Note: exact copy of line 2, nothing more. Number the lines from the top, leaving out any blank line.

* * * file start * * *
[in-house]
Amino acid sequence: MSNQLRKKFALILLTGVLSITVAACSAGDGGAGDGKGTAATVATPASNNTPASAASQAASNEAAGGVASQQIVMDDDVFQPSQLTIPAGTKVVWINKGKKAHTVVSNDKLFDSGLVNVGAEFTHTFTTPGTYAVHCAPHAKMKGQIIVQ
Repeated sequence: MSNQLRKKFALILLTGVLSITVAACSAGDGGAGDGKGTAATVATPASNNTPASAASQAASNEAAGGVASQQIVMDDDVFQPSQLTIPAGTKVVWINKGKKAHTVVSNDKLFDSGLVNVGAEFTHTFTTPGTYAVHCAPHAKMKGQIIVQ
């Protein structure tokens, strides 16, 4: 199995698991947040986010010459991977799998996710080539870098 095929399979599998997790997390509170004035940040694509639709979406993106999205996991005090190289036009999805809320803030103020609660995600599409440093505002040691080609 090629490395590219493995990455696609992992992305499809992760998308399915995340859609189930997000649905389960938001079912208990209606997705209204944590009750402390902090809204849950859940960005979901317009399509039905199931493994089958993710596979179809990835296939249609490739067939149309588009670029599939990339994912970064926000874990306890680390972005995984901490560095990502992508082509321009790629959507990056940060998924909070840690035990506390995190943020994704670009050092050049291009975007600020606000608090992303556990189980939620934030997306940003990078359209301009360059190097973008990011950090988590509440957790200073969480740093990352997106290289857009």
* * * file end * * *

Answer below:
Amino acid sequence: MSNQLRKKFALILLTGVLSITVAACSAGDGGAGDGKGTAATVATPASNNTPASAASQAASNEAAGGVASQQIVMDDDVFQPSQLTIPAGTKVVWINKGKKAHTVVSNDKLFDSGLVNVGAEFTHTFTTPGTYAVHCAPHAKMKGQIIVQ